Antibiotics fight bacterial infections, such as strep throat, some types of pneumonia and urinary tract infections. Yet the drugs often are prescribed for patients who are afflicted viruses, against which antibiotics have no effect.
And increasingly, they are becoming ineffective against a growing number multidrug-resistant bacteria, so-called “superbug” strains such as the staph infection MRSA and intestinal bacterium Clostridium difficile (C.diff).
In Malepati’s view, the increasing prevalence is attributable to “too much antibiotic exposure in our food supply and too much antibiotic usage in our healthcare system, doctors writing an excess amount of antibiotics when patients don’t need it.”
He said he started noticing the ramifications especially while working at high-volume trauma centers in California:
“More and more patients were coming into my care with these horrible infections, and basically I had to do kind of larger procedures, from extensive wound debridements” – removal of damaged tissue – “up to amputations. And more and more patients, unfortunately, were dying as a result.”
Malepati’s intention at that point simply was to recommend some type of product to his colleagues as an alternative to prescribing antibiotics unnecessarily, but he found nothing he considered to be suitable on the market. So he decided to come up with one of his own, to be formulated based on the best available clinical data.
He worked on research and development starting in 2013, first testing the product in international markets before bringing it to the United States. By the end of 2016, he had it for sale in 225 American pharmacies and some medical offices.
The following year, EZC Pak won an industry Buyer’s Choice award, a distinction it repeated in 2018, and the product experienced substantial growth in placement.
“I was only expecting to be in 2,000 doors last year,” Malepati said. “I ended up in over 8,000 doors.”
For 2019, his company, PPC Group, embark on a test launch in select CVS Pharmacy locations.
“The CVS test did well, and we’ve now doubled in store count again, to over 16,000 doors this year,” he reported, including Giant Eagle locations.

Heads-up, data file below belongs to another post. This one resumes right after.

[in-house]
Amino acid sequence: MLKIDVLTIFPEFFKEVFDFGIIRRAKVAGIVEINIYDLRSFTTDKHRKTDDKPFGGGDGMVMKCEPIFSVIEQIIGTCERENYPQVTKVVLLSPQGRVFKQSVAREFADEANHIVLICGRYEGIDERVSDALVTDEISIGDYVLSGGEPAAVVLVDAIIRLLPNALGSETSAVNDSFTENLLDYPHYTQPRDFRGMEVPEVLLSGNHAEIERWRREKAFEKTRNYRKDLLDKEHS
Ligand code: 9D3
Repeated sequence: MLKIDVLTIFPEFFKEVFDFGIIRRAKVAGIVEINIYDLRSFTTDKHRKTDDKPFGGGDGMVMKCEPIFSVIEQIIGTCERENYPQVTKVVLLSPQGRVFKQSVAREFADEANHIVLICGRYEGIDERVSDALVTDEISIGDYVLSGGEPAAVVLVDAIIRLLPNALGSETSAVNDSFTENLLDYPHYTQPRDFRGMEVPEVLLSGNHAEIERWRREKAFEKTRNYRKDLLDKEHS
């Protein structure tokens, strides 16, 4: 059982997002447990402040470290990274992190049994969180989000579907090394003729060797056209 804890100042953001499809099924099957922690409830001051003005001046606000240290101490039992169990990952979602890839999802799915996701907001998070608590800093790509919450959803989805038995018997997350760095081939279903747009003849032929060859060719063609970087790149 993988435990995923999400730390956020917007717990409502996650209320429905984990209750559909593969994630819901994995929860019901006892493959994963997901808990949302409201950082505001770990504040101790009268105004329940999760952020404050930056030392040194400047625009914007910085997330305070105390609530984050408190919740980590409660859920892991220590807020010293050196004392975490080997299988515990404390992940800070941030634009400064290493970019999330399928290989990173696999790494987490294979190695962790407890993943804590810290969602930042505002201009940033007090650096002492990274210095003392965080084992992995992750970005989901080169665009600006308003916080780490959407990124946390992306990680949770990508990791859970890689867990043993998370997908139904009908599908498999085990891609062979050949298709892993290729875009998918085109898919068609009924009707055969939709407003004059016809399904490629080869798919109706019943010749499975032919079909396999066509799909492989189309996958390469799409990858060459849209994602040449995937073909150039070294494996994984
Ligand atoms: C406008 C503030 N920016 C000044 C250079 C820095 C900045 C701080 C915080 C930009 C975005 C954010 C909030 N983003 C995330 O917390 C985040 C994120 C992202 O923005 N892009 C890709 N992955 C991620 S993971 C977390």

Now his objective is to increase sales:
“I have a lot of success in getting the product out there, but I think the gap continues to be basically brand awareness and education.”
The “Shark Tank” exposure should help with the former. And as far as the latter, Malepati has a history of trying to set the record straight, including a job early in his career at the National Institute for Health Care Management in Washington, D.C.
“My work at that time revolved around how flaws in design and delivery of health care contribute to patient disease and public health problems,” he said, citing the example of the evolution of the American system into a consumer-driven model, in which patient satisfaction has become of paramount importance.
“That has put a lot of pressure to provide a positive experience and give you whatever you want,” he explained.
And a lot of patients want antibiotics, regardless of their effectiveness or lack thereof.
“I need more educational materials to teach a patient the difference between a virus and bacteria, and I need more tangible solutions for when a patient comes in and requests an antibiotic, oftentimes by name,” Malepati said, referencing the effective marketing campaigns of some products.
He certainly supports appropriate uses for the drugs.
“Antibiotics are really important,” he asserted. “I’ve been part of saving many lives with antibiotics.”
The majority of infections, though, tend to be viral, and that’s when supplements that boost the immune system can be of assistance.
“I think EZC Pak is an important part of trying to be a solution for when patients do feel they need to take something,” Malepati explained. “That was the whole mission of the brand and the business.”